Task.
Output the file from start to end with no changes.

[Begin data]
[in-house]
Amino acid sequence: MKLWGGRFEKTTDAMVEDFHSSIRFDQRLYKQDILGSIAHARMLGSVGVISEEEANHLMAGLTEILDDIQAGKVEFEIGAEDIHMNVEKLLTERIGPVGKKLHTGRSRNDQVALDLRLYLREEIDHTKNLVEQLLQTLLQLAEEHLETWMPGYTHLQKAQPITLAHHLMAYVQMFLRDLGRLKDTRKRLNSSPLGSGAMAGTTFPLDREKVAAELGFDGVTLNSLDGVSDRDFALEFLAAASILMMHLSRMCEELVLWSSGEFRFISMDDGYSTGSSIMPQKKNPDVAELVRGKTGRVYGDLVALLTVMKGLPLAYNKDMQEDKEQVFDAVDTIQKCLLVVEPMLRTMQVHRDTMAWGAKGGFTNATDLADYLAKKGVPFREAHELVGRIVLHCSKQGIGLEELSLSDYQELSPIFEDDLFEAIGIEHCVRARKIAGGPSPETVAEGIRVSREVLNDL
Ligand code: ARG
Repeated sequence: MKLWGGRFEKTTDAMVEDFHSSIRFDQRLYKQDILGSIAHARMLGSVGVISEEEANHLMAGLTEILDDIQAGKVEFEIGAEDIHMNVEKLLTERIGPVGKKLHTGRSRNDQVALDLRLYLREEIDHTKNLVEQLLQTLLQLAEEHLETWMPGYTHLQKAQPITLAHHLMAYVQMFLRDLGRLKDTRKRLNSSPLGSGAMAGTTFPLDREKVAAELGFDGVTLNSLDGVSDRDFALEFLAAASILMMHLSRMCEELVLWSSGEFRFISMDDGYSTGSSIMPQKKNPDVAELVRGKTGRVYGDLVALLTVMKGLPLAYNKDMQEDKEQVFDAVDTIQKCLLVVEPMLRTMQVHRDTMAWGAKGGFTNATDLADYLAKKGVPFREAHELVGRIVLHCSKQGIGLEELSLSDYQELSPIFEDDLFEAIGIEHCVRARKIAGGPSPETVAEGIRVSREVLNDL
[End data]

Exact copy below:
[in-house]
Amino acid sequence: MKLWGGRFEKTTDAMVEDFHSSIRFDQRLYKQDILGSIAHARMLGSVGVISEEEANHLMAGLTEILDDIQAGKVEFEIGAEDIHMNVEKLLTERIGPVGKKLHTGRSRNDQVALDLRLYLREEIDHTKNLVEQLLQTLLQLAEEHLETWMPGYTHLQKAQPITLAHHLMAYVQMFLRDLGRLKDTRKRLNSSPLGSGAMAGTTFPLDREKVAAELGFDGVTLNSLDGVSDRDFALEFLAAASILMMHLSRMCEELVLWSSGEFRFISMDDGYSTGSSIMPQKKNPDVAELVRGKTGRVYGDLVALLTVMKGLPLAYNKDMQEDKEQVFDAVDTIQKCLLVVEPMLRTMQVHRDTMAWGAKGGFTNATDLADYLAKKGVPFREAHELVGRIVLHCSKQGIGLEELSLSDYQELSPIFEDDLFEAIGIEHCVRARKIAGGPSPETVAEGIRVSREVLNDL
Ligand code: ARG
Repeated sequence: MKLWGGRFEKTTDAMVEDFHSSIRFDQRLYKQDILGSIAHARMLGSVGVISEEEANHLMAGLTEILDDIQAGKVEFEIGAEDIHMNVEKLLTERIGPVGKKLHTGRSRNDQVALDLRLYLREEIDHTKNLVEQLLQTLLQLAEEHLETWMPGYTHLQKAQPITLAHHLMAYVQMFLRDLGRLKDTRKRLNSSPLGSGAMAGTTFPLDREKVAAELGFDGVTLNSLDGVSDRDFALEFLAAASILMMHLSRMCEELVLWSSGEFRFISMDDGYSTGSSIMPQKKNPDVAELVRGKTGRVYGDLVALLTVMKGLPLAYNKDMQEDKEQVFDAVDTIQKCLLVVEPMLRTMQVHRDTMAWGAKGGFTNATDLADYLAKKGVPFREAHELVGRIVLHCSKQGIGLEELSLSDYQELSPIFEDDLFEAIGIEHCVRARKIAGGPSPETVAEGIRVSREVLNDL